HomeGroupsTalkZeitgeist
Hide this

Results from Google Books

Click on a thumbnail to go to Google Books.

Yendi by Steven Brust
Loading...
MembersReviewsPopularityAverage ratingConversations / Mentions
1,000148,556 (3.94)1 / 60
Recently added byPolly1707, ihnmaims, private library, JeanGoodrich, renbedell, -sunny-, Glennis.LeBlanc, Maddz

None.

Loading...

Sign up for LibraryThing to find out whether you'll like this book.

Showing 1-5 of 14 (next | show all)
Originally posted at Fantasy Literature: http://www.fantasyliterature.com/reviews/yendi/

Loveable assassin Vlad Taltos is back in Yendi, the second in Steven Brust??s VLAD TALTOS series. Yendi is actually a prequel to the first novel, Jhereg which introduced us to Vlad, his wife Cawti, his familiar, and several of his friends and enemies. Vlad is a new mob boss who is trying to protect his territory from the encroachment of neighboring mob bosses. When one of them sets up a racket in Vladƒ??s territory, Vlad has to take him on. As usual, heƒ??ll need all his wits and all his friends just to stay alive.

In Yendi we learn a little more about the Dragaeran Empire, the Dragon Lords, and the activities of Vlad and the other bosses, but for some readers the most significant event is the story of how Vlad met Cawti, how she killed him, and how they fell in love. I was looking forward to this story, but it was a disappointment. The romance was dull and not very believable because of how instantaneous it was. Another complaint I have is the same thing I complained about in my review of the first book, Jhereg: Vlad solves crimes or mysteries by using convoluted suppositions that just happen to be right and thereƒ??s no way the reader could have figured out what was going on. This is disappointing because Iƒ??ve learned that itƒ??s not much use to try to use my brain to remember clues or reason out a conclusion ƒ?? Iƒ??ll never work it out on my own.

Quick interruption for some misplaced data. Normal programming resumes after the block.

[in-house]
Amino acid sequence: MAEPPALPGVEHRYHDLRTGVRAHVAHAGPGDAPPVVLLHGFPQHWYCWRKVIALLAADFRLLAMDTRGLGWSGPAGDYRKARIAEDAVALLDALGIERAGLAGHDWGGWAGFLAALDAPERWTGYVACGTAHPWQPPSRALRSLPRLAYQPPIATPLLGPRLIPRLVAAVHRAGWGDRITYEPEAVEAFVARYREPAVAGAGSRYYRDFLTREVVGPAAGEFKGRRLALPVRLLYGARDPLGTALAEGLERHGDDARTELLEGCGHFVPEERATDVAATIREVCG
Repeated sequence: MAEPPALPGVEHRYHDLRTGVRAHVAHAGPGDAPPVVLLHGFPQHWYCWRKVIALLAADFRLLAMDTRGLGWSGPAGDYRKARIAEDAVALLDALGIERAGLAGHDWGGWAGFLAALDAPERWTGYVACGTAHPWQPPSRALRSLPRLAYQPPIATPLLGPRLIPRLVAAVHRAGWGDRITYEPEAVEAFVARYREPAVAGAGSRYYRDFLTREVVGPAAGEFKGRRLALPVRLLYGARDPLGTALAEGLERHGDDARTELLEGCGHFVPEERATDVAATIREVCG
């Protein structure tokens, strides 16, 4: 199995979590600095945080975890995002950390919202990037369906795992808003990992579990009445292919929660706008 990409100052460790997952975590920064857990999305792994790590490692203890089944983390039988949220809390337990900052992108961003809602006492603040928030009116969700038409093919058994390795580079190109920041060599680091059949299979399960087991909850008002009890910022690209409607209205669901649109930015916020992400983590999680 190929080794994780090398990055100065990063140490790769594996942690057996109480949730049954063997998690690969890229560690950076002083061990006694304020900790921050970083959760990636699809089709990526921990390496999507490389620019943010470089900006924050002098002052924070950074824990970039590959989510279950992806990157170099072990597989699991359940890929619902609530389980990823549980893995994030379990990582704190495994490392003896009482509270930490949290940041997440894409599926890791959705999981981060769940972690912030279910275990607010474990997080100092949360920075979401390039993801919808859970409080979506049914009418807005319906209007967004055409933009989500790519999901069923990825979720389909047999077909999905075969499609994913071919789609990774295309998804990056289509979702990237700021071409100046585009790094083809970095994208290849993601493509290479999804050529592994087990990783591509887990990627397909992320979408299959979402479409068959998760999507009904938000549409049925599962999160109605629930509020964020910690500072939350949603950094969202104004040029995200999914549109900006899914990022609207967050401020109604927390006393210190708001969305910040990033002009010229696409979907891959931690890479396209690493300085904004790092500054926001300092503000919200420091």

This sense of feeling slightly lost is part of Steven Brustƒ??s unique style. He drops you right into his complex world, but only gives cursory explanations of the characters, politics and history as he goes along. Generally I like this technique because it doesnƒ??t interrupt the plot, but there were several times while reading Yendi that I wasnƒ??t certain that I understood the implications or all the nuances of what was happening. I was reading the audio version, so Iƒ??m not sure if I missed a glossary in the back, but fortunately there are plenty of resources on the internet for those seeking to study more of Brustƒ??s world.

Even though I donƒ??t fully understand Brustƒ??s world yet, I like it. I like Brustƒ??s sense of humor (very dry) and I like Vlad Taltos and his turf war. Iƒ??m going to keep reading this series for these reasons and because I have friends whose opinions I trust who love this series. I expect that the more I learn, the more Iƒ??ll like it, too.

I read the audio version which was recently produced by Audible Frontiers and read by Bernard Setaro Clark who is excellent in every way. Yendi is less than 7 hours long. ( )